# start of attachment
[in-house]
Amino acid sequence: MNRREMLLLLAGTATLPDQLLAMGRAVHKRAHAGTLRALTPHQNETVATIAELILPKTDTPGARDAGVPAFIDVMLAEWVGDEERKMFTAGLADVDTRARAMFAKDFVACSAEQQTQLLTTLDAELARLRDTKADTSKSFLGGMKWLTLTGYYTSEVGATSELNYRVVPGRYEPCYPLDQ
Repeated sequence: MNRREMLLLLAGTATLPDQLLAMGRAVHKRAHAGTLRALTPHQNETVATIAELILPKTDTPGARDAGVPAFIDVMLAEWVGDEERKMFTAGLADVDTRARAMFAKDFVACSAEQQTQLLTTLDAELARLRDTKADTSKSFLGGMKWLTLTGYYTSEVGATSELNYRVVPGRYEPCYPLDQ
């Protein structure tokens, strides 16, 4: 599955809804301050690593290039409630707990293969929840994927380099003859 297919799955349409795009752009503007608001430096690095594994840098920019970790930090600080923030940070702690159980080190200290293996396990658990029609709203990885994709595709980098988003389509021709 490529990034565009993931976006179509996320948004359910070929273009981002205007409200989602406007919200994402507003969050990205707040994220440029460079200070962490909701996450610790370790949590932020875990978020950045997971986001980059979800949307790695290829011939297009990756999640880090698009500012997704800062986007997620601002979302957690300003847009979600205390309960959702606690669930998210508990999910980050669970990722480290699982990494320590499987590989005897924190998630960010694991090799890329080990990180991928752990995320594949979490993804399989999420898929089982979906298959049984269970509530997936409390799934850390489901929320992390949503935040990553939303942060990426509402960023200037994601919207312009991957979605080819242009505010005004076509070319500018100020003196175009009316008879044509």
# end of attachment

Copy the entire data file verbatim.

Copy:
[in-house]
Amino acid sequence: MNRREMLLLLAGTATLPDQLLAMGRAVHKRAHAGTLRALTPHQNETVATIAELILPKTDTPGARDAGVPAFIDVMLAEWVGDEERKMFTAGLADVDTRARAMFAKDFVACSAEQQTQLLTTLDAELARLRDTKADTSKSFLGGMKWLTLTGYYTSEVGATSELNYRVVPGRYEPCYPLDQ
Repeated sequence: MNRREMLLLLAGTATLPDQLLAMGRAVHKRAHAGTLRALTPHQNETVATIAELILPKTDTPGARDAGVPAFIDVMLAEWVGDEERKMFTAGLADVDTRARAMFAKDFVACSAEQQTQLLTTLDAELARLRDTKADTSKSFLGGMKWLTLTGYYTSEVGATSELNYRVVPGRYEPCYPLDQ
């Protein structure tokens, strides 16, 4: 599955809804301050690593290039409630707990293969929840994927380099003859 297919799955349409795009752009503007608001430096690095594994840098920019970790930090600080923030940070702690159980080190200290293996396990658990029609709203990885994709595709980098988003389509021709 490529990034565009993931976006179509996320948004359910070929273009981002205007409200989602406007919200994402507003969050990205707040994220440029460079200070962490909701996450610790370790949590932020875990978020950045997971986001980059979800949307790695290829011939297009990756999640880090698009500012997704800062986007997620601002979302957690300003847009979600205390309960959702606690669930998210508990999910980050669970990722480290699982990494320590499987590989005897924190998630960010694991090799890329080990990180991928752990995320594949979490993804399989999420898929089982979906298959049984269970509530997936409390799934850390489901929320992390949503935040990553939303942060990426509402960023200037994601919207312009991957979605080819242009505010005004076509070319500018100020003196175009009316008879044509």